THERE is a lot to raise concern about in the constant resort to arms in dealing with issues involving unarmed civilians. The latest effort is the move by the House of Representatives to have personnel of the Federal Road Safety Corps (FRSC) bear arms.
INCREASE in cases of harassment and intimidation of personnel of FRSC, the House reasons, would be solved by arming the FRSC, an organisation taken out of the Police, whose responsibilities centre on ensuring safety on the nation’s roads.
HON. Solomon Maren moved a motion titled, “Need to Curb Incessant Attacks on Personnel of the Federal Road Safety Commission (FRSC)”. How the need was distilled to the need for arms for FRSC is one of the wonders of legislation. No other measures were considered, not even a thought about the consequences for the people.
WITH a recourse to the law setting up FRSC, Hon. Maren made his case, saying although “Section 19 of the FRSC (Establishment) Act, 2007, stipulates that personnel of the Commission who are exposed to high risk in the enforcement of the provisions of this Act, shall have same powers, authorities and privileges, including power to bear arms, as are granted by law to members of the Nigeria Police Force, the Federal Government has not provided Road Safety officers with arms to enable them protect themselves in the course of performing their duties.”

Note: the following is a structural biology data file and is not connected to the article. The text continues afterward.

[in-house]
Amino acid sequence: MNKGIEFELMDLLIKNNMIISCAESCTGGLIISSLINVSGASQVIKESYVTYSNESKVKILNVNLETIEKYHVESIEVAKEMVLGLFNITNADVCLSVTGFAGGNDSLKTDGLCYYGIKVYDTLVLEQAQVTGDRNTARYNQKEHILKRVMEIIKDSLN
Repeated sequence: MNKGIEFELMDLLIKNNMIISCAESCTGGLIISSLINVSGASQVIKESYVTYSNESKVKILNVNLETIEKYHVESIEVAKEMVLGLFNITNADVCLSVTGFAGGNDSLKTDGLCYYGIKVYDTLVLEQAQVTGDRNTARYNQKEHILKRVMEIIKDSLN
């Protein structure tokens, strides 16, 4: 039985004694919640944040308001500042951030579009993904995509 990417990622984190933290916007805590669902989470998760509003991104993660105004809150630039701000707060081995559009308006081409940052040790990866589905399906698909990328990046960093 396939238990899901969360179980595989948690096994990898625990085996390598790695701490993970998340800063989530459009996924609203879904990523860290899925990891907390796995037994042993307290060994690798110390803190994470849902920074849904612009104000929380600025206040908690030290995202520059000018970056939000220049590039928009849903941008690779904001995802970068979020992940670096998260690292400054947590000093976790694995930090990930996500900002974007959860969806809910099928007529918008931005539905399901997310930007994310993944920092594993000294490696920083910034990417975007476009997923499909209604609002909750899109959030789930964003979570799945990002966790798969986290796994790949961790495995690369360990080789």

HE wondered why. He cited the increasing cases of violent attacks, harassment and intimidation of personnel and officers of FRSC by highly placed individuals, motorists and hoodlums across the country, particularly in Zamfara, Jigawa, Abia and Lagos States. From 2015 to date, there have been 149 cases of attacks on personnel and 201 cases of damage to properties and equipment of the Commission, he said.
According to Hon Maren, “Officers sometimes discover offensive weapons in vehicles during routine operations on highways but are incapable of challenging occupants of such vehicles as they lack the capacity to protect themselves from any attack that could arise.” These are further justifications for arming the FRSC.
Another concern of Hon. Maren is that Nigeria is on the verge of losing the milestones United Nation’s Declaration on Reduction of Road Accidents by 50 per cent by year 2020, just three years away. Unless there is a reduction in the attacks, he reasoned, FRSC personal would keep away from the roads, for their own safety, especially at night when motorists are more brazen in their breach of traffic regulations. The lawmaker sees more accidents in place of the decrease that the United Nations expects.
WE have to run to the United Nations to match our national needs. It just has to be with the FRSC that concerns about our flagging global standards have to be addressed with urgency. No further questions are required than the House urging the Federal Government to facilitate the procurement of arms and ammunition for officers of the FRSC.